5.3 billion mobile phones will be thrown out this year, according to the International Waste Electrical and Electronic Equipment (WEEE) Forum.
Based on data on global trade, the estimate emphasises the growing environmental problem of “e-waste.”
According to the research, many people choose to keep their old phones rather than recycle them.
Copper and cobalt are priceless minerals that must be mined in order to be used in rechargeable batteries and wire, respectively.
People “tend to not realise that all these seemingly insignificant objects have a lot of value and, when combined at a global level, represent vast volumes,” according to WEEE director general Pascal Leroy.
There are allegedly 16 billion mobile phones in use worldwide, but only around a third of them are still in use in Europe.
According to figures from the WEEE, the “mountain” of electrical and electronic waste, which includes everything from toasters and washing machines to tablet computers and global positioning system (GPS) gadgets, will reach 74 million tonnes yearly by 2030.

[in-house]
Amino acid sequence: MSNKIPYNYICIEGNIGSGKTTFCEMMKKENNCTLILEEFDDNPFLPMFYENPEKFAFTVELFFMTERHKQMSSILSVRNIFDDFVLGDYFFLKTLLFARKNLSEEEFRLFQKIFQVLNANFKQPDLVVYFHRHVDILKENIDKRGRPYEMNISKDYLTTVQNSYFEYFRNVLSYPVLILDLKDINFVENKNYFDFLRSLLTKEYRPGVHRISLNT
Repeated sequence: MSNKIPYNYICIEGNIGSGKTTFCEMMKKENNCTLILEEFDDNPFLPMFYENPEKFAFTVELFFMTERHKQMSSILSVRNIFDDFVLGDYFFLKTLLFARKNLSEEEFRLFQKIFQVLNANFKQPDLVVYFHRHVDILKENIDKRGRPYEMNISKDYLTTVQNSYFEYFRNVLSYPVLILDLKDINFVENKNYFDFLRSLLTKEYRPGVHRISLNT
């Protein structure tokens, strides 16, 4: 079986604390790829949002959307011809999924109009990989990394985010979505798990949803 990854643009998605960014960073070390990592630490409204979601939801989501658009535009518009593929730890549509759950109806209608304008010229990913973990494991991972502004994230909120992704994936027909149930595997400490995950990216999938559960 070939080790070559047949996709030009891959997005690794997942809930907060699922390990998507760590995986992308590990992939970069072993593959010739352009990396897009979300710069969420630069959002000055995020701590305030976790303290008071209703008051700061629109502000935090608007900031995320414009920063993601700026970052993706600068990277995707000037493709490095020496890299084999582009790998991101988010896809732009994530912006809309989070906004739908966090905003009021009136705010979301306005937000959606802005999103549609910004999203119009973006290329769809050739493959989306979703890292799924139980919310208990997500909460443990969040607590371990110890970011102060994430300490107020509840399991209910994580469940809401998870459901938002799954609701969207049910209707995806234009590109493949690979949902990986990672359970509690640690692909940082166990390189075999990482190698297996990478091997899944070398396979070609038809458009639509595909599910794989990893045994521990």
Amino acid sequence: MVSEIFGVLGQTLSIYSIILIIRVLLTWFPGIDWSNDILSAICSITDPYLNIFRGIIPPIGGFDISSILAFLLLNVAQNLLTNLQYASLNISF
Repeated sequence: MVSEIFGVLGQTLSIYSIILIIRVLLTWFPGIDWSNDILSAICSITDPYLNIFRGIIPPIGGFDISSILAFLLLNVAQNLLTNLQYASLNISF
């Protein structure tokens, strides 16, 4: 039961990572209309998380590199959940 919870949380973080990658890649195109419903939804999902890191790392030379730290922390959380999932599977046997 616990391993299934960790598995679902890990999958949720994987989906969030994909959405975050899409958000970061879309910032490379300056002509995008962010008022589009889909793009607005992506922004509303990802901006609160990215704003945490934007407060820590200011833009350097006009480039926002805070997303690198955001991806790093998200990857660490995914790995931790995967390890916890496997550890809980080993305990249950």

Early this year, the Royal Society of Chemistry launched a campaign in support of mining e-waste to make new products, highlighting how global instability, like the situation in Ukraine, endangers supply chains for precious metals.
The International Telecommunication Union of the United Nations has set a goal to raise it to 30% by the end of the year, even though only slightly more than 17% of the world’s e-waste is currently properly recycled.
According to surveys by the organisation Material Focus, there are already more than 20 million pieces of functional but unused electronic equipment stocked up in UK homes, with a potential value of £5.63 billion, according to surveys by Material Focus.
According to estimates, a typical UK household could possibly make around £200 by selling any unneeded electronics.
The organization’s online campaign provides guidance, including information on where to locate recycling facilities.
Leroy asserted that much more might be accomplished.
He claimed that “collection boxes at supermarkets, pick-up of minor broken appliances upon delivery of new ones, and offering PO [post office] boxes for returning little e-waste are just some of the measures performed” in order to promote the return of these devices.